Whilst most people have expressed satisfaction with the decision to postpone the Olympics, the effect that it could have on the careers and well-being of some athletes may be profound and, in some cases, mean that their hopes of achieving success on the biggest stage of all may have gone for ever.
Some Olympic hopefuls have already taken to social media to report that they are devastated by the news, whilst others now have some serious soul-searching to do as to whether they carry on or quit.
Across disciplines, many sports men and women have been preparing for the Games for years, with training regimes, fitness programmes and diets all calibrated so that that will be able to produce peak performances during the few weeks in the summer that the Olympics were due to take place. They will now need to be reset, and motivation found again.
For a number of athletes also, the Games were to be the culmination of their time as an elite athlete, with a number of them planning to retire they were finished. Are they willing to make the sacrifices necessary to carry on for a further year? That is not just a mental issue either. Competing at the top level can impose a great strain on the body, and putting another year on the clock in some cases is just not feasible.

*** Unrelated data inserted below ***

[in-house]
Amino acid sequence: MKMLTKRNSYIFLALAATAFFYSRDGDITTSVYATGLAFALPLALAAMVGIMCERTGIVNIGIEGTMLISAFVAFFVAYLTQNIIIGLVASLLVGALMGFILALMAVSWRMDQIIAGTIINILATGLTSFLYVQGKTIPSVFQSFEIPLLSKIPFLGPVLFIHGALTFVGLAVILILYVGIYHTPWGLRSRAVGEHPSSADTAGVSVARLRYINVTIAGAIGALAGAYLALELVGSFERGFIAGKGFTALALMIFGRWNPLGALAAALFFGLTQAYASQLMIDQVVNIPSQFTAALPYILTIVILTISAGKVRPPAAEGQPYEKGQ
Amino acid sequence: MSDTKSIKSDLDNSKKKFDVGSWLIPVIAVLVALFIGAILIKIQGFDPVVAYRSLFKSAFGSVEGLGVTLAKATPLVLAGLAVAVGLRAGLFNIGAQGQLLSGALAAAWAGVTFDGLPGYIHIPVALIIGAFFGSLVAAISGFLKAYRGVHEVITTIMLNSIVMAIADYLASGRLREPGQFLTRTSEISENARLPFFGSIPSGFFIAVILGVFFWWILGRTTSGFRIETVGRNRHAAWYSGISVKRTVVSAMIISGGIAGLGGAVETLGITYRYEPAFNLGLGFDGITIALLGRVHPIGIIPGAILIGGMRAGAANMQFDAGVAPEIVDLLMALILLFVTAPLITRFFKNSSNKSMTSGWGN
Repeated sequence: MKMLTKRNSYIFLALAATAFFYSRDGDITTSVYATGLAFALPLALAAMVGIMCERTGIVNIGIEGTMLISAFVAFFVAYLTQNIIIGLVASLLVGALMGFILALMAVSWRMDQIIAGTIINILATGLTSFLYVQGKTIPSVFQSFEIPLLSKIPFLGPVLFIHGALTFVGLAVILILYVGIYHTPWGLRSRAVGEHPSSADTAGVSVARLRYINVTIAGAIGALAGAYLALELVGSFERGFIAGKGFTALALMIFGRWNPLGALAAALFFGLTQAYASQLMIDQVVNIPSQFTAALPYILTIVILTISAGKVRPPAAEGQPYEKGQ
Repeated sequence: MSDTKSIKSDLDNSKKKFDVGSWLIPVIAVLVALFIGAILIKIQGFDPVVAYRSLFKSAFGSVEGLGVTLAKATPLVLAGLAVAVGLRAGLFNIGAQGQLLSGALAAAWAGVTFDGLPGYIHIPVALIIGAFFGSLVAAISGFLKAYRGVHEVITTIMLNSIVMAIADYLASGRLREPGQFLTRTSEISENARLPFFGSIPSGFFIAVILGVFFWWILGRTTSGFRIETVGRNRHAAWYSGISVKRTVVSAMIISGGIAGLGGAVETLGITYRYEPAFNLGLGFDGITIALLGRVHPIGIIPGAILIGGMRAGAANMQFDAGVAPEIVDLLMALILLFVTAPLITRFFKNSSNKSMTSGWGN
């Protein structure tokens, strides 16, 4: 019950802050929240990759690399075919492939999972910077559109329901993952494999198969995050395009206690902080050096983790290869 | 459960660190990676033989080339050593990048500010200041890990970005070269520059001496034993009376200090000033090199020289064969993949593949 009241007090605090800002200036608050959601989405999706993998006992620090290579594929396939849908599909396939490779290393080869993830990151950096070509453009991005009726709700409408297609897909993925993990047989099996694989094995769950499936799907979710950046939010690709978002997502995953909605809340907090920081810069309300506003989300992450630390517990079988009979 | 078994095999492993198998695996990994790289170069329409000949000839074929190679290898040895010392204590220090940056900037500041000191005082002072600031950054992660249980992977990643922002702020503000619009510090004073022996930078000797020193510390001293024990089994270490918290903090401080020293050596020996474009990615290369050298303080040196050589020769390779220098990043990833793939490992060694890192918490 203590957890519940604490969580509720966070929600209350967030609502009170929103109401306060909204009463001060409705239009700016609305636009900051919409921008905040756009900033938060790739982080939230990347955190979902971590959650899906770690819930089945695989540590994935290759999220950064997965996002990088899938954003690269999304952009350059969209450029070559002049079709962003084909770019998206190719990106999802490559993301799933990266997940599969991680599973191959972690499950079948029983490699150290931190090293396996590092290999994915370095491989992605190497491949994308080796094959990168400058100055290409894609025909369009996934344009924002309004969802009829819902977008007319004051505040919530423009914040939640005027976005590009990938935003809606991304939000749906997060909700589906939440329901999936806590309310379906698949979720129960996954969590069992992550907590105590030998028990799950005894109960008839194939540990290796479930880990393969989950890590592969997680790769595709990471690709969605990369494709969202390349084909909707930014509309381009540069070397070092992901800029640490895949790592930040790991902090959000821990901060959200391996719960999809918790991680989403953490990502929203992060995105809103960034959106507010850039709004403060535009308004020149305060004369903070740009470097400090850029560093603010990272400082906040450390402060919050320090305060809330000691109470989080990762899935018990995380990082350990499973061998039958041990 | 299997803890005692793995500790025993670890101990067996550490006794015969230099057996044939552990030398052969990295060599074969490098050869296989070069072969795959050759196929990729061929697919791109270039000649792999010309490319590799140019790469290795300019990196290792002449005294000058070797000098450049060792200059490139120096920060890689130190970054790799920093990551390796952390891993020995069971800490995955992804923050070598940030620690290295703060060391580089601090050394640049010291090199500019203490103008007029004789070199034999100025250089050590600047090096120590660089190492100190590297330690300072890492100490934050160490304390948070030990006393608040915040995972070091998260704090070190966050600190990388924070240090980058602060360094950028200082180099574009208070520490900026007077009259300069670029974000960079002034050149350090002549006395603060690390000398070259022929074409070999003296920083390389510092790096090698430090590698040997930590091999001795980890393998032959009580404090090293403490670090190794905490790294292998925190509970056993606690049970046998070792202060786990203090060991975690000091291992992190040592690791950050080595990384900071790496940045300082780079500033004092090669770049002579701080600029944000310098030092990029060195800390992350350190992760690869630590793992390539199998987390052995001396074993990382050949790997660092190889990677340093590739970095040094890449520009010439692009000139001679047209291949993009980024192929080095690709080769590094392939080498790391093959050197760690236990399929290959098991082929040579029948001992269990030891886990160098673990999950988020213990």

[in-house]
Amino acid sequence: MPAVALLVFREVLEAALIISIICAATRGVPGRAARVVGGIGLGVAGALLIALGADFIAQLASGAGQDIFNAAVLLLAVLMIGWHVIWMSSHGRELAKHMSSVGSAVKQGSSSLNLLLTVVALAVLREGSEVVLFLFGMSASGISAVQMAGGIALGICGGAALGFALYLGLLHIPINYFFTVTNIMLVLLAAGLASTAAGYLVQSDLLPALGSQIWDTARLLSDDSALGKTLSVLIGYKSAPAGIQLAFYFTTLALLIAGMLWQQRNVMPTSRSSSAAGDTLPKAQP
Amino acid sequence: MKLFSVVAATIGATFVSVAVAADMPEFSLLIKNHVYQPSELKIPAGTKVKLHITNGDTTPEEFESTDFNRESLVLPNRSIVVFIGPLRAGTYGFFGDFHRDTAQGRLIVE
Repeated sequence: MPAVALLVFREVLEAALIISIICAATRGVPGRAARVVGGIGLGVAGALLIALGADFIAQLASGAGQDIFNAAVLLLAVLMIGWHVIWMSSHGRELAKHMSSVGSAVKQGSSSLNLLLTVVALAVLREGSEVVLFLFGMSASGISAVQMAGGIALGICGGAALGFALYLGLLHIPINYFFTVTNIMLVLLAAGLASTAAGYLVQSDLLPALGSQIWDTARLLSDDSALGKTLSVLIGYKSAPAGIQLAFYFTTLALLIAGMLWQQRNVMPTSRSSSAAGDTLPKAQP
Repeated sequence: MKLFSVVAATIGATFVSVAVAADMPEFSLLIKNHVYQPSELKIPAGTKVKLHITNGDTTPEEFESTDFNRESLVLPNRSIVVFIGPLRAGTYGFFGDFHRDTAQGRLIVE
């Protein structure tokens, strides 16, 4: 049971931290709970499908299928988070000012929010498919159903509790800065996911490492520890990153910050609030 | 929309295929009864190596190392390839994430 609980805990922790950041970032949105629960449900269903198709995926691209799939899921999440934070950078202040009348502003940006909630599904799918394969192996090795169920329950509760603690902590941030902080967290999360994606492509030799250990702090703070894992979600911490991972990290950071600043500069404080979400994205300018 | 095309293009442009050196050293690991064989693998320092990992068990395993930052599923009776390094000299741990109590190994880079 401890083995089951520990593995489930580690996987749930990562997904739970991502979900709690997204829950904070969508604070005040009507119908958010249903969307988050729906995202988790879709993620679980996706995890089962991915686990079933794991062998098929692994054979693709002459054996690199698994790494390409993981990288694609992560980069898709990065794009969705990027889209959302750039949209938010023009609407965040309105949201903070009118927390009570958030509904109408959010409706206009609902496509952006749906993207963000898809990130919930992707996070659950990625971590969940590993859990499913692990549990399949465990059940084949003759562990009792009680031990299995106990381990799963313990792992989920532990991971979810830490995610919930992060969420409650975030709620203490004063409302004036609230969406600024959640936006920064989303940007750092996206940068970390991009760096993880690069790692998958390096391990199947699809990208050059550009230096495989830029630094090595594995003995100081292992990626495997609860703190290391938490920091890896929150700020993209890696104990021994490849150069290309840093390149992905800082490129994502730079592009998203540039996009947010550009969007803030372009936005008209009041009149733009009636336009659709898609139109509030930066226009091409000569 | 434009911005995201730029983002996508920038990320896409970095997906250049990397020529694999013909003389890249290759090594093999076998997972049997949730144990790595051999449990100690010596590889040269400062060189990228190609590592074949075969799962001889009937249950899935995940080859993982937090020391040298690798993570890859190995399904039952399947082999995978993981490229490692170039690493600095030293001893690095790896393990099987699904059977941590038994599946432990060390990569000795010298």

And then there is the age factor. In most cases, Olympic sports are competed for by young people. Older competitors may no longer be able to line-up with their younger peers and still have a chance of winning the same medal they would have had if the Games had been taking place this year.
The mental health of some athletes will also undoubtedly suffer. Having prepared themselves psychologically to compete this year, they may find it difficult to process emotionally what has happened. Depression and anxiety is not uncommon amongst top sports performers, and offering them counselling and advice may be needed.
Of course, when the door closes for some, it opens for others. Those who still had not qualified for the Games, or were just short of the required level, may benefit from an extra year’s preparation. And, if some athletes fall by the wayside, and decide to call it quits, then that opens up slots in teams for newcomers to occupy.
Yet, whilst most sports men and women will echo the sentiments of Mary Kom, India’s legendary boxer, who called the postponement “an excellent” decision, a thought should be given to those for whom it spells the end of their Olympics dreams.